Thursday, March 21, 2013
Paul Kwilecki at the Center for Documentary Studies
Duke University's Center for Documentary Studies has a major show of Southern photography by Paul Kwilecki, up now through July 27th, 2013, in their galleries at the CDS home, 1317 W. Pettigrew Street, in Durham, NC.
Paul Kwilecki (1928-2009) is not well-known as a photographer, but he photographed in Decatur County, Georgia, for four decades, and assembled a major body of work.
This work is now on exhibit at CDS, and is also the subject of a new book, One Place: Paul Kwilecki and Four Decades of Photographs from Decatur County, Georgia, edited by CDS Director Tom Rankin and published by the University of North Carolina Press.
The folks at CDS fill in the background a bit, noting that "Paul Kwilecki was born and lived his entire life in Bainbridge, Georgia, running the family hardware store, raising a family, and teaching himself how to use a camera.
"Over four decades, he documented life in his community, making hundreds of masterful and intimate black-and-white prints.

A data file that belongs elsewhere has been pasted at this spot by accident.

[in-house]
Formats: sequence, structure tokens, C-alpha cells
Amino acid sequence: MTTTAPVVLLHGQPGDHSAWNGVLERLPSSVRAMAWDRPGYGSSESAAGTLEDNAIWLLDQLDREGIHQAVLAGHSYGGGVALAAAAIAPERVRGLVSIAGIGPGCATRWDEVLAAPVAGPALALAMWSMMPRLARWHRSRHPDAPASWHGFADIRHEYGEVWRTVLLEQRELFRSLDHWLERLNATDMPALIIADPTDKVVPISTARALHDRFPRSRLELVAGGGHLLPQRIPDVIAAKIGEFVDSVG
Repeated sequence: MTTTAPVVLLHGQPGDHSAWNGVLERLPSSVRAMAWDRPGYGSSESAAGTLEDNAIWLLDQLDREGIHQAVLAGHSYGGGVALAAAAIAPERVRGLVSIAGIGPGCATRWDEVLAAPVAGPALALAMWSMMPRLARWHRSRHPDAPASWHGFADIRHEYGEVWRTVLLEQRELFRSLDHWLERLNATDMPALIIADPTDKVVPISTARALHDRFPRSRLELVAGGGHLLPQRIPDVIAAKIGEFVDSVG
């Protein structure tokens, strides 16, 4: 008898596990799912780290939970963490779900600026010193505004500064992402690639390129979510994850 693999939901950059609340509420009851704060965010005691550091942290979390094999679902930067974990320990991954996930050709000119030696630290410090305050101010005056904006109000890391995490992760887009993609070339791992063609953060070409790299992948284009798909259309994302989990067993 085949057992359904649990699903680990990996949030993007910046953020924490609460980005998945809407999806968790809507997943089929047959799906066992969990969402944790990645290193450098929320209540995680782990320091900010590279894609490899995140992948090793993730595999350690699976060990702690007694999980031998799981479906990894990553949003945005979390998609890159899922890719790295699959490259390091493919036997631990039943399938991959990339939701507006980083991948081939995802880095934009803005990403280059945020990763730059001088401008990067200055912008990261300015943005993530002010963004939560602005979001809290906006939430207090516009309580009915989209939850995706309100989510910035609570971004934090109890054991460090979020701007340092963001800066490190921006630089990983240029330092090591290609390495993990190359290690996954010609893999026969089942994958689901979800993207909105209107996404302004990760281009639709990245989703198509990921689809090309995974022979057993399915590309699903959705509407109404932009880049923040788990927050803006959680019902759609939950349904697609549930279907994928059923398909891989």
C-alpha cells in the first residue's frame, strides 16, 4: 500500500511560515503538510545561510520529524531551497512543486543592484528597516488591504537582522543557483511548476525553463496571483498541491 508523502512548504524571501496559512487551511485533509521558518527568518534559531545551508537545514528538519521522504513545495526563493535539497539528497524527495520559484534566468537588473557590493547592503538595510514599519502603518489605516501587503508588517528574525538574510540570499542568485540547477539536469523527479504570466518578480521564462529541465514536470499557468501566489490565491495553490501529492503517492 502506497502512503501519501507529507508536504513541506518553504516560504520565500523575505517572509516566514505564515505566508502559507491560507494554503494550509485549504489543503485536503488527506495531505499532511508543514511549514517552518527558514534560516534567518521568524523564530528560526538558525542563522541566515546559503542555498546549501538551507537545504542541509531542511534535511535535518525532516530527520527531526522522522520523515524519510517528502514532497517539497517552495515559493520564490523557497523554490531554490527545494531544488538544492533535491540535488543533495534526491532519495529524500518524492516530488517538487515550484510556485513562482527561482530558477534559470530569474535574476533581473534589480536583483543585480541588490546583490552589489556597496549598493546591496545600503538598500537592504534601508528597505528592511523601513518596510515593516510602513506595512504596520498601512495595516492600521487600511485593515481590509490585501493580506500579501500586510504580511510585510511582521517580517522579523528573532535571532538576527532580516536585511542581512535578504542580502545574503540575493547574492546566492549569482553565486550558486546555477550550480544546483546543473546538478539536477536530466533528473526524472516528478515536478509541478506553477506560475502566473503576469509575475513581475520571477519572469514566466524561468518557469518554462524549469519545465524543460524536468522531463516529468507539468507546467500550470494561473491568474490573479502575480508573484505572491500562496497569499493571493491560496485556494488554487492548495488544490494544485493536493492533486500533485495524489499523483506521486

"The self-taught artist developed his visual ideas in series of photographs of high school proms, prison hog killings, shade-tree tobacco farming, factory work, church life, the courthouse. 'Decatur County is home,' Kwilecki said, 'and I know it from my special warp, having been both nourished and wounded by it.'”
You can see more of Kwilecki's work here.
Kwilecki described his work, and his subject, thus: "I am frequently asked by people who have not seen my work why I spend my life documenting one simple place like Decatur County, Georgia. People confuse simple with small; they’re not the same thing. There are no simple places or simple lives. . . . . Life in Decatur County is like life everywhere, and I cannot think of a higher goal than understanding what we can of it.”
The photographs in this show are splendid, and they raise interesting conundrums.
Work that focuses on a narrow range of subject matter suggests, as Kwilecki does, that anywhere is everywhere, and of course there is no greater challenge than to make sense of place, and life, and time, anywhere you find it.
Is Decatur County, in southern Georgia, on the Florida line, everywhere, or is there something special about it because it is in Georgia, and not, say Iowa? Or Colorado?
Many thanks to Tom Rankin, and to all the folks at CDS, for bringing Kwilecki's work to our attention.